Thursday, November 8, 2018

Top Thanksgiving Foods Your Dog Can Eat

Thanksgiving is one of my favorite holidays of the year. I get hungry thinking about the turkey in the oven, the stuffing, and those mashed potatoes being whipped into shape.

I know I’m not the only one who loves Thanksgiving. I can tell my dog Henry is feeling pretty grateful when he’s right under foot in the kitchen, smelling those good smells from the oven, and watching every little movement to see if a piece of turkey might drop from the counter.

I’m very grateful for my dog Henry, and with any holiday, it’s fun to let your dog share in the celebration. Here are some different ideas for celebrating the food bounty of Thanksgiving with your dog.


First Things to Consider

Be careful with portion sizes. Holidays are a great time to celebrate with your dog, but they can also be a potentially dangerous time if food portions and treats are out of control. Try to keep their food portions consistent with what you normally provide, with a few Thanksgiving treats sprinkled throughout. You can rest assured they will love the holidays as much as you do, without a scary trip to the vet later.

Check with your vet. If your dog has had health issues in the past (allergies or gastro-intestinal problems, for instance), speak with your vet about any Thanksgiving foods or treats you’re unsure about beforehand.


Foods OK to Give

Boneless, skinless, unseasoned, 100% cooked turkey. It’s a hefty-looking list, but your dog should be completely safe to eat turkey if you follow the above requirements (and of course they’ll love you for it). Avoid the skin and bones, since the fat from the turkey skin can cause pancreatitis, and the bones can cause a choking hazard and potential rectal bleeding.

Orange Sweet Potatoes. My family loves to bake sweet potato casserole, but plain, cooked orange sweet potatoes are a tasty treat to give your dog on Turkey Day. Filled with Vitamin A, orange sweet potatoes are fantastic for your dog’s skin, coat, eyes, nerves and muscles, and they may even provide protection against heart disease. Naturally low in fat and gluten-free, they’re a simple way to incorporate loads of fiber and minerals into your dog’s diet. To pack the biggest nutritional punch, consider steaming or boiling the sweet potatoes, or buy plain, dehydrated sweet potato treats.


Raw green beans. Green beans are a great treat to give on Thanksgiving Day, as they’re low in calories, full of fiber, and offer lots of nutritional value with an array of vitamins. When your dog is looking up at you with those big needy eyes, you can be generous with green beans without feeling guilty. Raw green beans are the best option, but canned or steamed green beans are fine if the sodium count is low.

Carrots. If you have a new puppy going through the teething stage, raw, cold carrots can help relieve discomfort, and will provide a satisfying crunch. Like orange sweet potatoes, carrots are packed with fiber and Vitamin A, which is great for your dog’s immune and digestive system. If you decide to cook your carrots, make sure they are unseasoned, as spices such as garlic, onions, and salt can cause anemia and gastrointestinal irritation.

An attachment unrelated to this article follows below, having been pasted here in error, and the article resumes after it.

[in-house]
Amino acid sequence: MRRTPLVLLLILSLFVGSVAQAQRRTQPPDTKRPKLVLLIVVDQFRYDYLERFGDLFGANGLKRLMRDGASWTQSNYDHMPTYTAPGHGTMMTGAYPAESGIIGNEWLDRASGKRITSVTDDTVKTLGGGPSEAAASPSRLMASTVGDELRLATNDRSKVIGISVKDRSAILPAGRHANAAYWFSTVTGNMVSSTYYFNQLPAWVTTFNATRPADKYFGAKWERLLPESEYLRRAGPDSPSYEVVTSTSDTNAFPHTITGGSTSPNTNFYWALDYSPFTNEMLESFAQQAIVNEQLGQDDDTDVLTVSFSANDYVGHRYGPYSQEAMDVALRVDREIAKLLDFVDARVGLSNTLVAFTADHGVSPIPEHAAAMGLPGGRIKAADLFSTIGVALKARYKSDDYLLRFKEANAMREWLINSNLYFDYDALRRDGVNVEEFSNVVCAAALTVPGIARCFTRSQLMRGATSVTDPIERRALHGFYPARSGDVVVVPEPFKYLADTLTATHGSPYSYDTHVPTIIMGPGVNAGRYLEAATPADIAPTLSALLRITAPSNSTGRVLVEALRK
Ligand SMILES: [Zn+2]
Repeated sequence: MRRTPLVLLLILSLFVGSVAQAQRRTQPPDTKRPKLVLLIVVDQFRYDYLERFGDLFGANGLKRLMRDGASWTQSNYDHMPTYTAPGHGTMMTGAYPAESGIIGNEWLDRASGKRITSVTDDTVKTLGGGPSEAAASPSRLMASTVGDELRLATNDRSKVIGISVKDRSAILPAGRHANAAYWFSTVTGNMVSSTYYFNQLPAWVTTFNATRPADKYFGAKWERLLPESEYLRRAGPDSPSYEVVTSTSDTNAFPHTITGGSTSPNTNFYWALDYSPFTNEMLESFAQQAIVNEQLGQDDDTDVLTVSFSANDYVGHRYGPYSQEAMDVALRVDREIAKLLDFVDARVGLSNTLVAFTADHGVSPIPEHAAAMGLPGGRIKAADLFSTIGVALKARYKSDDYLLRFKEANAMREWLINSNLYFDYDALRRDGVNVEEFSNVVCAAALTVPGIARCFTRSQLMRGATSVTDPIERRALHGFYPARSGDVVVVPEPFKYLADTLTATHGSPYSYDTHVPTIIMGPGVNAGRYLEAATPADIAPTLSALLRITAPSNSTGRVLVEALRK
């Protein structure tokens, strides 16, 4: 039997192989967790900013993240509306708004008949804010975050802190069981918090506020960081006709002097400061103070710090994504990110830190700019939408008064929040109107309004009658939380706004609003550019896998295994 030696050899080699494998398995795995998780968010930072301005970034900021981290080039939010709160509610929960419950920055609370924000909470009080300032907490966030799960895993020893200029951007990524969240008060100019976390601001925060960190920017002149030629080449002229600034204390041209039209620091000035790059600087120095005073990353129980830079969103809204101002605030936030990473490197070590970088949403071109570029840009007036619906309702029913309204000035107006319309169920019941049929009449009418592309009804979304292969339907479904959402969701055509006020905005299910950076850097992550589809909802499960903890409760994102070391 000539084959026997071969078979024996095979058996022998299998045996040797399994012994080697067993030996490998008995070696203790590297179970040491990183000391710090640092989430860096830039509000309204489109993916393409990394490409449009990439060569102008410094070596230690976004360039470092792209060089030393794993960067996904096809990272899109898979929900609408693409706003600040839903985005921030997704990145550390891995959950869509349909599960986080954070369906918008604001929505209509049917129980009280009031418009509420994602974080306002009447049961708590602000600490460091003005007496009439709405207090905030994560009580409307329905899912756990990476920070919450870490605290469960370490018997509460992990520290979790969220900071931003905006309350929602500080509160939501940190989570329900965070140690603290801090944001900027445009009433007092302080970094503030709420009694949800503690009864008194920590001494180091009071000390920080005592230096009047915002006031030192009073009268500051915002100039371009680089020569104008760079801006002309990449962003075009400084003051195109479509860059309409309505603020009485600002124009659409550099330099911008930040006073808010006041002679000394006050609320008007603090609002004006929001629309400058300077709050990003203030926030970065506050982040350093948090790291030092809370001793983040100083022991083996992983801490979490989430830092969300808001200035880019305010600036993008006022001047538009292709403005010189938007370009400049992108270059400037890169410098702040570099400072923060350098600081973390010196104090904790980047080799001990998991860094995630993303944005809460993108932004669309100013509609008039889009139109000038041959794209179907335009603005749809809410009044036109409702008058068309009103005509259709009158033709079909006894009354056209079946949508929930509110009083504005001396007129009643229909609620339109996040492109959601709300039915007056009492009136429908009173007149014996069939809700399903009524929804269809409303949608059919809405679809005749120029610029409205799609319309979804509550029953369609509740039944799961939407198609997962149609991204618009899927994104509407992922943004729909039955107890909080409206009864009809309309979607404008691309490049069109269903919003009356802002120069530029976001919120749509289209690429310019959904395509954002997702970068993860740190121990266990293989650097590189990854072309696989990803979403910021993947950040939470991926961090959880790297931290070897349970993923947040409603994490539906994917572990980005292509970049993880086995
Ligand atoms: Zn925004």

Sliced apples. Whether it’s warm baked apples or a homemade apple pie, your dog may be wondering if they too will get a piece on Thanksgiving. And while sugary glazed apples are a no-no, plain, sliced apples are another great Thanksgiving dog treat. Fresh apples can keep a dog’s teeth clean and fresh, while the healthy dose of fiber and vitamins helps regulate bowel movements. Be sure to remove the apple’s core and seeds, as they create a hazard for dogs. With any food, moderation is key.


Thanksgiving Food Alternatives to Try

If you’d like your dog to try special holiday treats, there are many healthy options to try. Below are some additional food ideas to serve your dog on Thanksgiving.

Adding a Treat to a Food Puzzle Toy. If your dog loves toys, adding a little bit of orange sweet potato, cooked pumpkin, or another treat of your choice into a puzzle dog toy is a fun Thanksgiving treat to give to your furry companion.

Flavored Wet Dog Food. If your dog normally has dry dog food, canned food can feel like a special treat. Many canned dog foods offer real, deboned turkey combined with other wholesome ingredients.

Flavored Dog Treats. There are many natural and healthy Thanksgiving treats to try, including dehydrated sweet potato, pumpkin, or apple treats, as well as freezer-dried turkey pieces.

Whether it’s a piece of cooked turkey or a new sweet potato treat, your dog is sure to love the Thanksgiving holiday, especially because they get to enjoy with you. Just like us, our pets should practice eating in moderation at Thanksgiving.

What kinds of treats do your dogs like on Thanksgiving? Let us know in the comments below.